Red Sox Welcome Back Bill Buckner...and the Frauds Applaud
I had the opportunity to live and work in Boston for about four years, and, as a New England interloper, I was forced to endure the wailing and gnashing of teeth from many a Red Sox fan, the real ones and the gaggle of bandwagon jumpers.
In the last few years, the latter group has become the dominant force of nature there, while the true fans have been buried under a sea of pink Red Sox hats and fawning members of the local media who never met an on-camera ego trip or a free meal they couldn't pass up.
And they know who they are. Then again, so does everyone else in that town. But I digress.
Makes no difference who it was or how the conversation rolled around to Bill Buckner, but one thing was ice-cube clear.
People hated the man with an unbridled passion.
Not once did I meet an everyday fan who did not want to take some pointed object and impale Buckner with it for what he did to them, even when some of the homicidal horde was barely old enough to urinate without diapers when it happened.
My friends in the press corps, a different story. They knew the back stories while also knowing full well the scope of idiocy shown by some of these fanatics. Not fans, mind you, but dangerous fanatics.
Which is why what happened in some pockets at Fenway Park for the Red Sox 2008 home opener seemed more of a fawning embarrassing lie than a true welcome back to someone who has, for years, been forced to endure more baseball anger and verbal abuse than Steve Bartman.
Red Sox ownership did what previous spiteful management failed to do, and welcomed Buckner back home with the ceremonial first pitch.
Knowing full well how most of those in the seats felt about him made for some conflicting emotions from Buckner. Wanting to drink it all in, to savor redemption, failing to wear his bullet proof jersey, or knowing exactly how the Christians must have felt.
I wasn't there, but I would be willing to bet a large number of those applauding were those who would have rather come to bury Buckner, not to praise him.
The same ones who, while applauding, turned to anyone within speaking distance and uttered more than one four letter word demeaning the front office for even taking one iota of a second to consider bringing this bumbling fool back to Fenway Park.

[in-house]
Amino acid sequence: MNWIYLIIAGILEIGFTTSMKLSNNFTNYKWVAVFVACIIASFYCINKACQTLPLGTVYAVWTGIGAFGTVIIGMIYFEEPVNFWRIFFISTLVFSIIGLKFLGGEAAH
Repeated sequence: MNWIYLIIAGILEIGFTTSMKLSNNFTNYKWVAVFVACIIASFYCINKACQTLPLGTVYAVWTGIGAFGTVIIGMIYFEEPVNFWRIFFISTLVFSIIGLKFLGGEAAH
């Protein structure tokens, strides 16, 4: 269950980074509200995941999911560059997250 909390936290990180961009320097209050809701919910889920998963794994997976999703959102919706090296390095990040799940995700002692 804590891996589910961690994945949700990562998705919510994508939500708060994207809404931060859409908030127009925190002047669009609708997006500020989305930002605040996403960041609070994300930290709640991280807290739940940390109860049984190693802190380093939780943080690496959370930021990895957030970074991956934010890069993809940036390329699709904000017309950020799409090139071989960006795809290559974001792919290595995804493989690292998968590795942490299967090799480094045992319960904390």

Still they cheered, most of them, knowing it was a lie. In this case, one might actually have more respect for the ones who rained down catcalls because they were, at the very least, being true to themselves and their feelings.
I met Buckner last year at a youth baseball event in New Mexico, and, while making small talk, he knew better than to even mention Boston, and those who knew him well indicated it was the right choice.
Buckner was engaging, but had been hardened over the years thanks to the treatment of slack-jawed Red Sox followers who conveniently forgot there was another game in that World Series following Buckner's error.
One more game they could have won, and no one would have ever thought twice about that mistake. One game the entire team failed to win, where Calvin Schiraldi and Al Nipper were like cats with hairballs coughing up leads and handing the game to the Mets.
They never tasted the violent hate spewed by these IQ-challenged bottom feeders. Just Buckner. Only Buckner.
It's hard to recall any one player in recent baseball lore that has been as vilified as Buckner for one single play in one single game.
That, and the manner in which the bile grew with each passing day and poisoned more than one generation of fans who would have better spent their time enjoying the game and their team than spending precious hours being bitter about having their title stolen from them.
Rest assured that, despite the welcome back, the good tidings, the smiles, and the applause, many a ticket holder left that game still laughing and deriding Buckner for how he single-handedly ruined a game, a Series, a season, a City, a region, and the dreams and aspirations of many who since have lived tortured lives mired in a living Hell from which there is no escape.
One can only hope that, as he was leaving Fenway Park, Buckner secretly thumbed more than his nose at those who sentenced him to such ignominy for so many years. He deserved so much more than this one moment returning to the sunshine.
And those who still will curse Buckner and remind their children of the man who purloined their dreams in a wanton act of thievery? They deserve exactly what they get for the rest of their miserable lives. Living in the mental squalor they created and will pass on to the next generation of lemmings.
Though some will thankfully see this lie for what it is. A sad excuse that turns base hits into hate and poisons everything and everyone around it.
Congratulations to Red Sox ownership for righting a massive wrong.
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